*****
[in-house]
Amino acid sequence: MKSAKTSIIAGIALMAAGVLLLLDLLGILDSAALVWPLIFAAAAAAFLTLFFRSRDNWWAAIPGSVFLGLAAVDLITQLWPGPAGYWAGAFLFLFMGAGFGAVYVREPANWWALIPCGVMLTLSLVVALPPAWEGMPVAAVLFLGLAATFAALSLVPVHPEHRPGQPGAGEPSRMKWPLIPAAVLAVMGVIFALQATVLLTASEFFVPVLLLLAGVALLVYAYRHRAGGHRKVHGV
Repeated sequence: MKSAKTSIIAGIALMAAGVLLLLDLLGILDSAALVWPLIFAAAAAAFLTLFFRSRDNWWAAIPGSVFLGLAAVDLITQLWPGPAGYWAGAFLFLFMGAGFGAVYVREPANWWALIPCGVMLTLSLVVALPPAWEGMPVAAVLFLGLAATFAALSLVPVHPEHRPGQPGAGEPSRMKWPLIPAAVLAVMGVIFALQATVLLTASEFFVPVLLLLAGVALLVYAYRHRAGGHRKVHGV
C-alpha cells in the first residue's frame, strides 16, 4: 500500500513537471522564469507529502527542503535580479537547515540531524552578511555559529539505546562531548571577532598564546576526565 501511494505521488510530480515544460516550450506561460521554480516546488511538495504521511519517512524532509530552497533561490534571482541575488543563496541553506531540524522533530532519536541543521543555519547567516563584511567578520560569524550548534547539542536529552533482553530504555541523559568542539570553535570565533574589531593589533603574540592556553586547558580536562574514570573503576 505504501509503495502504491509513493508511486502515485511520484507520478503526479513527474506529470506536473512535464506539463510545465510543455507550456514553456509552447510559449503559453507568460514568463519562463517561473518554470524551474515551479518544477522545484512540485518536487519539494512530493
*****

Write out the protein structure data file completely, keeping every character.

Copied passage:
[in-house]
Amino acid sequence: MKSAKTSIIAGIALMAAGVLLLLDLLGILDSAALVWPLIFAAAAAAFLTLFFRSRDNWWAAIPGSVFLGLAAVDLITQLWPGPAGYWAGAFLFLFMGAGFGAVYVREPANWWALIPCGVMLTLSLVVALPPAWEGMPVAAVLFLGLAATFAALSLVPVHPEHRPGQPGAGEPSRMKWPLIPAAVLAVMGVIFALQATVLLTASEFFVPVLLLLAGVALLVYAYRHRAGGHRKVHGV
Repeated sequence: MKSAKTSIIAGIALMAAGVLLLLDLLGILDSAALVWPLIFAAAAAAFLTLFFRSRDNWWAAIPGSVFLGLAAVDLITQLWPGPAGYWAGAFLFLFMGAGFGAVYVREPANWWALIPCGVMLTLSLVVALPPAWEGMPVAAVLFLGLAATFAALSLVPVHPEHRPGQPGAGEPSRMKWPLIPAAVLAVMGVIFALQATVLLTASEFFVPVLLLLAGVALLVYAYRHRAGGHRKVHGV
C-alpha cells in the first residue's frame, strides 16, 4: 500500500513537471522564469507529502527542503535580479537547515540531524552578511555559529539505546562531548571577532598564546576526565 501511494505521488510530480515544460516550450506561460521554480516546488511538495504521511519517512524532509530552497533561490534571482541575488543563496541553506531540524522533530532519536541543521543555519547567516563584511567578520560569524550548534547539542536529552533482553530504555541523559568542539570553535570565533574589531593589533603574540592556553586547558580536562574514570573503576 505504501509503495502504491509513493508511486502515485511520484507520478503526479513527474506529470506536473512535464506539463510545465510543455507550456514553456509552447510559449503559453507568460514568463519562463517561473518554470524551474515551479518544477522545484512540485518536487519539494512530493